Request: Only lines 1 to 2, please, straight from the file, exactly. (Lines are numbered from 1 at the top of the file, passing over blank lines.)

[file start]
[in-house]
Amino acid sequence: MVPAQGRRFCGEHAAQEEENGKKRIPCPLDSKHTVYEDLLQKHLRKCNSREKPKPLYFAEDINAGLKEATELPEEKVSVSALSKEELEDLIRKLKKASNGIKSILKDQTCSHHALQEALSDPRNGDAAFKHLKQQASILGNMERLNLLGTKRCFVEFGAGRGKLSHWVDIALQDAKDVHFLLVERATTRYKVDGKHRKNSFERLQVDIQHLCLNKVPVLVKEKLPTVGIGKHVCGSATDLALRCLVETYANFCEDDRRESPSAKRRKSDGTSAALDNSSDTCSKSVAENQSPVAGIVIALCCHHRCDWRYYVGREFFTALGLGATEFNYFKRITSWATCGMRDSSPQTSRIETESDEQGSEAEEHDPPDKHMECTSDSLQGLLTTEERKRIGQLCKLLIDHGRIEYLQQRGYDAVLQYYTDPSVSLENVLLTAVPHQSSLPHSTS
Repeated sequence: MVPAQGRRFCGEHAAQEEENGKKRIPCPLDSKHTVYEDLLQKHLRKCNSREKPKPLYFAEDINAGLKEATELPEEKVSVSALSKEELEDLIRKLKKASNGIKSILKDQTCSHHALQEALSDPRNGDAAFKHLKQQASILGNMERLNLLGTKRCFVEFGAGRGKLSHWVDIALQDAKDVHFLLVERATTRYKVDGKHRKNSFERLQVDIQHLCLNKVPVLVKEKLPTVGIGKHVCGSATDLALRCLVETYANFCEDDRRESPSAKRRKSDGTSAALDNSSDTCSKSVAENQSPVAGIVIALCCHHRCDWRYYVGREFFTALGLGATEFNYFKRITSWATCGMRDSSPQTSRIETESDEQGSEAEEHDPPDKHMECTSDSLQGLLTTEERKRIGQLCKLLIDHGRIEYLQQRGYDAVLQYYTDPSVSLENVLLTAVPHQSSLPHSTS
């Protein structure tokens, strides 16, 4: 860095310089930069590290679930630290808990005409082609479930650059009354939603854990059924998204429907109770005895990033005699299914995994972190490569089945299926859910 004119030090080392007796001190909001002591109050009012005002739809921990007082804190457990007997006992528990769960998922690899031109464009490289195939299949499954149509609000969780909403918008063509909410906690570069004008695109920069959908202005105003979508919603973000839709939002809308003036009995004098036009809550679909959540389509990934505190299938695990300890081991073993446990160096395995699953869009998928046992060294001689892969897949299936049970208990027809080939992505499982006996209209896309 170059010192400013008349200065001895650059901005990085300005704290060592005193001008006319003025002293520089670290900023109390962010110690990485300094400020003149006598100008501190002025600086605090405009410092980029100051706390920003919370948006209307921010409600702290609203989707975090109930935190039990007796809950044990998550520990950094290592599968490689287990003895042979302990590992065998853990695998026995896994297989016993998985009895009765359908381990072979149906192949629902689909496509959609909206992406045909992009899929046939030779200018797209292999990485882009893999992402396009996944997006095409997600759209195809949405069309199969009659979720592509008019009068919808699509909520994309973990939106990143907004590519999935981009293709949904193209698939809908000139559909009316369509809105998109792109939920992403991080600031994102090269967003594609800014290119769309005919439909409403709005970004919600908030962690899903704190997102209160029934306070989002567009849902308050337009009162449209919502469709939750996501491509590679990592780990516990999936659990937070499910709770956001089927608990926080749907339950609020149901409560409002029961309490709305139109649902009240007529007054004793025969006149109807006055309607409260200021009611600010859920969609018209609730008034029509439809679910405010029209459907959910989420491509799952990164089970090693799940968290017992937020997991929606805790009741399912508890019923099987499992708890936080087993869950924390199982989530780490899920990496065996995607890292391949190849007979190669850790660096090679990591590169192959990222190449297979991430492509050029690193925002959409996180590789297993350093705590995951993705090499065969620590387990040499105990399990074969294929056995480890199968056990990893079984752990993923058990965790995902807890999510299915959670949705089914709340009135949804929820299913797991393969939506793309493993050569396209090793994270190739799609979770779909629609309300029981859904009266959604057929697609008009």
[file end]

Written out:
[in-house]
Amino acid sequence: MVPAQGRRFCGEHAAQEEENGKKRIPCPLDSKHTVYEDLLQKHLRKCNSREKPKPLYFAEDINAGLKEATELPEEKVSVSALSKEELEDLIRKLKKASNGIKSILKDQTCSHHALQEALSDPRNGDAAFKHLKQQASILGNMERLNLLGTKRCFVEFGAGRGKLSHWVDIALQDAKDVHFLLVERATTRYKVDGKHRKNSFERLQVDIQHLCLNKVPVLVKEKLPTVGIGKHVCGSATDLALRCLVETYANFCEDDRRESPSAKRRKSDGTSAALDNSSDTCSKSVAENQSPVAGIVIALCCHHRCDWRYYVGREFFTALGLGATEFNYFKRITSWATCGMRDSSPQTSRIETESDEQGSEAEEHDPPDKHMECTSDSLQGLLTTEERKRIGQLCKLLIDHGRIEYLQQRGYDAVLQYYTDPSVSLENVLLTAVPHQSSLPHSTS